Domesticating the Child: Maternal Responses to Hereditary Discourse in The Tenant of Wildfell Hall

@article{Pellerito2014DomesticatingTC,
  title={Domesticating the Child: Maternal Responses to Hereditary Discourse in The Tenant of Wildfell Hall},
  author={Elizabeth Pellerito},
  journal={Romanticism and Victorianism on the Net},
  year={2014}
}
This article examines the early nineteenth century connections between human, animal and plant by placing Erasmus Darwin’s The Botanic Garden (1791) and The Temple of Nature (1803) in conversation with Anne Bronte’s The Tenant of Wildfell Hall (1848). I argue that the Romantic versions of heredity described in Darwin’s poetry tended to reinscribe traditional gender roles. Bronte’s Tenant, on the other hand, revises earlier notions of heredity and motherhood via Helen Huntingdon, the wife of an… Expand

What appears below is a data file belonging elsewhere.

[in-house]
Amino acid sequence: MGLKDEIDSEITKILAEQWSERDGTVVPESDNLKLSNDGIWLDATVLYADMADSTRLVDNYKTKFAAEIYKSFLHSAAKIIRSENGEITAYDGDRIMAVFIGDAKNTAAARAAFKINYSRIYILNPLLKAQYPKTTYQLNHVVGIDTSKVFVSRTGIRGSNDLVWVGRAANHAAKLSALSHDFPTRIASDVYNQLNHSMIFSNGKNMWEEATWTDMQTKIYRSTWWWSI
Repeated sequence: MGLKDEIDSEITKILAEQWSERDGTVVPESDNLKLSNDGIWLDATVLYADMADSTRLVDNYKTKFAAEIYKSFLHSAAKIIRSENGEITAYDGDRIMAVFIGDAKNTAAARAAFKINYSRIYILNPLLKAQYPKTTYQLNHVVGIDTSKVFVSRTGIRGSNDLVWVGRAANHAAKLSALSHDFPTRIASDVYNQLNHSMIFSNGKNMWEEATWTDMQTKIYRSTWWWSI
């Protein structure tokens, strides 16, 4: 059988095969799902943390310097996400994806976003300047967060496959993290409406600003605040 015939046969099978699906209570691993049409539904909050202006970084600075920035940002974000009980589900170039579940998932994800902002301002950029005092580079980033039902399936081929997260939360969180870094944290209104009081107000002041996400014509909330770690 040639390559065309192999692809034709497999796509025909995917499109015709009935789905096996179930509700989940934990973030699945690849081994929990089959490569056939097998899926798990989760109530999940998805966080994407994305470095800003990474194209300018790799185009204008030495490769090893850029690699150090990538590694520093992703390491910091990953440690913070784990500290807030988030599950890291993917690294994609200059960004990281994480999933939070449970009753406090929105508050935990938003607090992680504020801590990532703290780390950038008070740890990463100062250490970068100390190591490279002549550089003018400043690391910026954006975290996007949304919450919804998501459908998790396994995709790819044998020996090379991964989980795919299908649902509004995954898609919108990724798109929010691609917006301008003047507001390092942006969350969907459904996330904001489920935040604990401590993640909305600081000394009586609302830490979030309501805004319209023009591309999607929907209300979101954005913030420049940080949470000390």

1 Citations
Annual Bibliography for 2014
T he annual bibliography of the Keats-Shelley Journal catalogues recent scholarship related to British Romanticism, with emphasis on secondgeneration writers—particularly John Keats, Percy Shelley,Expand

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